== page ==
IT Project Managers are often working with fewer resources than they would like. (Aren't we all!) CIO Magazine has an article on this topic and I'd like to run through what they've found and what kinds of things I've learned in the same circumstances.
One of the greatest desires of IT PMs is to be involved in the project from the inception. This allows the IT staff to create an environment for success. I've often found that project stakeholders are unaware of how a new software package can impact the network. In some cases, the decision-makers do little more than confirm that the network meets the minimum requirements for the new application.
There are many reasons why decision-makers may not want to share info on a new project. It may not be identified as a project yet, it might be a delicate situation that will result in reduced staff (layoffs), it may be taking place during a time when all spending is being scrutinized. Who knows?
What I've learned:
Keep communication as open as possible with management. Demonstrate that you are someone who can be trusted. When possible, take the time to help management understand what is going on in the network. If nothing else, this will remind them that IT has an important role in the company.
Another problem often cited by PMs is that they do not have the ability to put together the perfect team for each project. Team members come and go, or their available time for the project does not meet the needs of the PM.
What I've learned:
Again, communication is the key. If you cannot get the resources that you need, you cannot meet your deadlines. This needs to be explained in a positive and proactive way. However, every team has the potential to cultivate previously unidentified talents. You may find that you do have the resources that you need.
Next we talk about tools. PMs need PM tools, but many are stuck with task managers, spreadsheets, and hundreds of emails that communicate progress. Every PM wants powerful but easy-to-use PM software.
Project Management software is used to plan, schedule, assign, calculate, predict, report, and more. But PMs don't want something that requires a lot of time to learn or a lot of power to run.
What I've learned:
Asset yourself as the Project Manager and identify the software that you would like to use. Period. If you cannot get the software, community the fact that you will find an alternative but it will not meet the needs as well as your choice.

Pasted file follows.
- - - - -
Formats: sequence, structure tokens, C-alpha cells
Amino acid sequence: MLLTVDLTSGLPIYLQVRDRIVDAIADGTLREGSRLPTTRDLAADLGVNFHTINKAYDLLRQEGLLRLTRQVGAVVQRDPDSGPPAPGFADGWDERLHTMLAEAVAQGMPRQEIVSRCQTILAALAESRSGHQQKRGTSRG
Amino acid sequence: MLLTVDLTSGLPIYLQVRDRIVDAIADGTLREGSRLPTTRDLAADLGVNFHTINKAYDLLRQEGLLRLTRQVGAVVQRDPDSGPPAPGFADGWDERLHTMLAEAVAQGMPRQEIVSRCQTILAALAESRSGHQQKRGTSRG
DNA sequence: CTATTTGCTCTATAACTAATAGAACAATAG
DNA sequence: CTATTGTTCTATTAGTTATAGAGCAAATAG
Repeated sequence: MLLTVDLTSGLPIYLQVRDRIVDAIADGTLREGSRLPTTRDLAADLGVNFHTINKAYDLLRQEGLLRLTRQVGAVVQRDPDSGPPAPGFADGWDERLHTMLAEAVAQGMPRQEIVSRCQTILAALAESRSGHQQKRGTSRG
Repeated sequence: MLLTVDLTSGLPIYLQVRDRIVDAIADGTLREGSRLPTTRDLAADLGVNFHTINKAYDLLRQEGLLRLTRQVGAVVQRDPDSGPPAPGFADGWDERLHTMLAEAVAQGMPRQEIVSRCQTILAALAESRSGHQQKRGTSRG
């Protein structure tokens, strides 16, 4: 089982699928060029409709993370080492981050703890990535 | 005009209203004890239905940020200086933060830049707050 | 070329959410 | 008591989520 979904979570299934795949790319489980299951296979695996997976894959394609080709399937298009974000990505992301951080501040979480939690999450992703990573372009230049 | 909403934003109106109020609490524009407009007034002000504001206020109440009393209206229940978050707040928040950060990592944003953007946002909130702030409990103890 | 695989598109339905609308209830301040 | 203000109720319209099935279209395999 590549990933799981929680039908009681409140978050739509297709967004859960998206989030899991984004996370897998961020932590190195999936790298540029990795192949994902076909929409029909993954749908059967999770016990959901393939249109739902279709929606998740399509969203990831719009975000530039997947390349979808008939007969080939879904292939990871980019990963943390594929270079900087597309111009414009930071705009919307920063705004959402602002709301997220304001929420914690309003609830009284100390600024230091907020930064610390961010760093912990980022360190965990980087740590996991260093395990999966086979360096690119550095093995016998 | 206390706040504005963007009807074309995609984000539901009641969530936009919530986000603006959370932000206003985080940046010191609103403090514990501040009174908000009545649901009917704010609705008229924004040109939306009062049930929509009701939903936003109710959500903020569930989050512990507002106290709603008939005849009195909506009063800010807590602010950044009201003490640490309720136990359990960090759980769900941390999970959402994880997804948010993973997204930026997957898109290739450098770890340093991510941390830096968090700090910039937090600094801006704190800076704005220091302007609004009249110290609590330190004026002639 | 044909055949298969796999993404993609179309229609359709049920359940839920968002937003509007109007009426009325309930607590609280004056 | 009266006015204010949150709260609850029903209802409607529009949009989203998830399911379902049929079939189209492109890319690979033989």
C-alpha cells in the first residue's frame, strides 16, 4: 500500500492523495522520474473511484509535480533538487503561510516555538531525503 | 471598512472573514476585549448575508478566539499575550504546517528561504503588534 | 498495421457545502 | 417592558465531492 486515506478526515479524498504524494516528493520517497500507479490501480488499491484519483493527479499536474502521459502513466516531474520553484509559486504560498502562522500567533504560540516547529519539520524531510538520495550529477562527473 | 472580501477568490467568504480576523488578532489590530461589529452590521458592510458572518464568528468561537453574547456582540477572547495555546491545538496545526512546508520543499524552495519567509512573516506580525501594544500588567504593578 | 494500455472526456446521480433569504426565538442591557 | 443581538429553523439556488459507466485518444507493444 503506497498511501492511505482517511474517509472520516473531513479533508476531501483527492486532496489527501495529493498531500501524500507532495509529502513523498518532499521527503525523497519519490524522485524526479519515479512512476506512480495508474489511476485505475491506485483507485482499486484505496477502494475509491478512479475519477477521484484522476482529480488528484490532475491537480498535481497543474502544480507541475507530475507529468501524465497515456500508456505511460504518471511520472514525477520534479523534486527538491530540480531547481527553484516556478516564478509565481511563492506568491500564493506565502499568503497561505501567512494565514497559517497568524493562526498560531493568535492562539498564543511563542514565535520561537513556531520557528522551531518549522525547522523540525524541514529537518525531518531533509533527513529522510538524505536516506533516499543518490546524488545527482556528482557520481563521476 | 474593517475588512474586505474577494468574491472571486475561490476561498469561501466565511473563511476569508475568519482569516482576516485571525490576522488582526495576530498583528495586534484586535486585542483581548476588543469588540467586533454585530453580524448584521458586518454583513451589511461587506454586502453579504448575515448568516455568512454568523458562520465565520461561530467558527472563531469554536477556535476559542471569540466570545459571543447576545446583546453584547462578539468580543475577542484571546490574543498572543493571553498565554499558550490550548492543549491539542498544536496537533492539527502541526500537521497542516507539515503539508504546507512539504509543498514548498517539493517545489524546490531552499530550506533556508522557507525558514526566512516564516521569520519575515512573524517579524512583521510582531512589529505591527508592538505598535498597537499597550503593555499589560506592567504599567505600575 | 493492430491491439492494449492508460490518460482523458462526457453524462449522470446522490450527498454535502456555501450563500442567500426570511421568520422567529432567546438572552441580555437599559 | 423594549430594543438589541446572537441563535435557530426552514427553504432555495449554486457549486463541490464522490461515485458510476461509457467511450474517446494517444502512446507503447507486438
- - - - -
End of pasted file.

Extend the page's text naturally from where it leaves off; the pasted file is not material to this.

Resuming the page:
You should also show others the value in the software you are using. I recently introduced a co-worker to Asana and he loves it. It isn't proper PM software, but it's an example of how sharing information can encourage adoption.
The remaining concerns expressed by IT PMs are,
- To have clearly defined project objectives and requirements
- To get buy-in from stakeholders and end-users
- To be treated as PMs and not as administrative assistants
- To be allowed to adjust projects as needed
I put these together because my responses to these concerns are so similar. As I said in my last point, you have to assert yourself as the Project Manager. Own it. It's you. If you want others to respect that you are the Project Manager, then you also have to respect that you are the Project Manager.
Admittedly this is easier to do if you are brought in specifically to manage the project, and if you have the title, “Project Manager.” It's harder if you are the sysadmin who is told to make something happen. But either way, you are the Project Manager. It's YOUR job to clarify the objectives and requirements. It's YOUR job to get buy-in from stakeholders (End-users often are stake-holders, btw). It's YOUR job to adjust projects as needed and communicate the need for doing so. And if you are an administrative assistant and not a Project Manager, then none of this is your job.
It's easier said than done, but there's an entire field of study devoted to improving the relevant processes and helping PMs improve their skills.
What I've learned:
One of the most important things you can do is manage the communication around a project. Among many other things, communication allows you to,
- Set expectations among your stake-holders
- Confirm a shared understanding of deliverables among your team members
- Give you the best possible chance of having all relevant information about your project
What I've learned the hard way:
If you under-communicate, you're screwed.
There's plenty of information online about Project Management, and I encourage you to take a look at it if you are new to PM. (I like this site) And while you're learning about PM, remember that your partners and vendors are there to help you too. If you're selecting products or confirming the capabilities of the products you already have, don't be shy about asking questions. If you're wondering about Barracuda products, you can find our corporate contact information here and our social contact information here.
For more information on Barracuda and our products, visit our corporate website.
Christine Barry is chief blogger and social content manager at Barracuda. In this role, she helps bring Barracuda stories to life and facilitate communication between the public and Barracuda internal teams. Prior to joining Barracuda, Christine was a field engineer and project manager for K12 and SMB clients for over 15 years. She holds several technology credentials, a Bachelor of Arts, and a Master in Business Administration. She is a graduate of the University of Michigan.